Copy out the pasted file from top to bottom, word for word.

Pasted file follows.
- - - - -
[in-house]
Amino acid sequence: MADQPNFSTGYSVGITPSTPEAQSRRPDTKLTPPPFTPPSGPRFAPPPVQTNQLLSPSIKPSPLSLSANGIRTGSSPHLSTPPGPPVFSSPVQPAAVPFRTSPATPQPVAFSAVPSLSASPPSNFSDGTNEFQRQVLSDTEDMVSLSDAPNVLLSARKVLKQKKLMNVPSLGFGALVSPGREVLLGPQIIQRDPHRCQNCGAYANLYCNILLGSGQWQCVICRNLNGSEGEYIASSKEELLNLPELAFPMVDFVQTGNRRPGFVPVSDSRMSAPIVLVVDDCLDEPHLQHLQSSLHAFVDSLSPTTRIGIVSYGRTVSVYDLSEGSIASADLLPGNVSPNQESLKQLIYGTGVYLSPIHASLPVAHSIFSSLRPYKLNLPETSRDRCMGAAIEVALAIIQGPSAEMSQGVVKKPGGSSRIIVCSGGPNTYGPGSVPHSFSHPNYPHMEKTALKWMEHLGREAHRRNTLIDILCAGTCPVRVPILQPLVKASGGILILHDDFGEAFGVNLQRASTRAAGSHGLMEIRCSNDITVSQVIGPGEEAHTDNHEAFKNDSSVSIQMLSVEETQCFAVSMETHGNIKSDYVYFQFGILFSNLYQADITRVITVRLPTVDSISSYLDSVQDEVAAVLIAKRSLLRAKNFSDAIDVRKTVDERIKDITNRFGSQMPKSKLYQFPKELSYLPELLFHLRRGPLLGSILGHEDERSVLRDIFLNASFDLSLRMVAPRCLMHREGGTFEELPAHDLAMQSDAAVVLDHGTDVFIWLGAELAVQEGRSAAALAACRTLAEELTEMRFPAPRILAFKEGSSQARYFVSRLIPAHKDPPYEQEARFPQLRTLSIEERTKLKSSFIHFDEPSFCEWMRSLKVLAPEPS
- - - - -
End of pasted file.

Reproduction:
[in-house]
Amino acid sequence: MADQPNFSTGYSVGITPSTPEAQSRRPDTKLTPPPFTPPSGPRFAPPPVQTNQLLSPSIKPSPLSLSANGIRTGSSPHLSTPPGPPVFSSPVQPAAVPFRTSPATPQPVAFSAVPSLSASPPSNFSDGTNEFQRQVLSDTEDMVSLSDAPNVLLSARKVLKQKKLMNVPSLGFGALVSPGREVLLGPQIIQRDPHRCQNCGAYANLYCNILLGSGQWQCVICRNLNGSEGEYIASSKEELLNLPELAFPMVDFVQTGNRRPGFVPVSDSRMSAPIVLVVDDCLDEPHLQHLQSSLHAFVDSLSPTTRIGIVSYGRTVSVYDLSEGSIASADLLPGNVSPNQESLKQLIYGTGVYLSPIHASLPVAHSIFSSLRPYKLNLPETSRDRCMGAAIEVALAIIQGPSAEMSQGVVKKPGGSSRIIVCSGGPNTYGPGSVPHSFSHPNYPHMEKTALKWMEHLGREAHRRNTLIDILCAGTCPVRVPILQPLVKASGGILILHDDFGEAFGVNLQRASTRAAGSHGLMEIRCSNDITVSQVIGPGEEAHTDNHEAFKNDSSVSIQMLSVEETQCFAVSMETHGNIKSDYVYFQFGILFSNLYQADITRVITVRLPTVDSISSYLDSVQDEVAAVLIAKRSLLRAKNFSDAIDVRKTVDERIKDITNRFGSQMPKSKLYQFPKELSYLPELLFHLRRGPLLGSILGHEDERSVLRDIFLNASFDLSLRMVAPRCLMHREGGTFEELPAHDLAMQSDAAVVLDHGTDVFIWLGAELAVQEGRSAAALAACRTLAEELTEMRFPAPRILAFKEGSSQARYFVSRLIPAHKDPPYEQEARFPQLRTLSIEERTKLKSSFIHFDEPSFCEWMRSLKVLAPEPS